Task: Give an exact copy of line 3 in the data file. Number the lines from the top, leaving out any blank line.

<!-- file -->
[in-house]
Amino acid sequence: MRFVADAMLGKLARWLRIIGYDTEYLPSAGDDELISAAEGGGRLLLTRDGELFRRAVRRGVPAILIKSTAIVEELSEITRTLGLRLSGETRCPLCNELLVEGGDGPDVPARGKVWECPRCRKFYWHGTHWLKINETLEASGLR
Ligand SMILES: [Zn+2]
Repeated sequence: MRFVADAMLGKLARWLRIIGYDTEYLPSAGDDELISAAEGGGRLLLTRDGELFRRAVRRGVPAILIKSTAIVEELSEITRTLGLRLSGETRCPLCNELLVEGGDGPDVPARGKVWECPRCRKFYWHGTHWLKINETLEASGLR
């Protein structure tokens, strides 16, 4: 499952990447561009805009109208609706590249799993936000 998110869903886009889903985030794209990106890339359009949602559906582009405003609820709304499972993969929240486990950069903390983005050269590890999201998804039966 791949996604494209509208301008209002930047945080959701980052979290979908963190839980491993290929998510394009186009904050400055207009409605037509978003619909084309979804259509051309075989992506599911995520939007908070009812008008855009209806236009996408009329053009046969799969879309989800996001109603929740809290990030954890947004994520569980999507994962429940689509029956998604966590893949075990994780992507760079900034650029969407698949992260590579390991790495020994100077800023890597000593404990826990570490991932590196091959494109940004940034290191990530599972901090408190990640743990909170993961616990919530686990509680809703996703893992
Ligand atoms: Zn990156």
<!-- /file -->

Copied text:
Ligand SMILES: [Zn+2]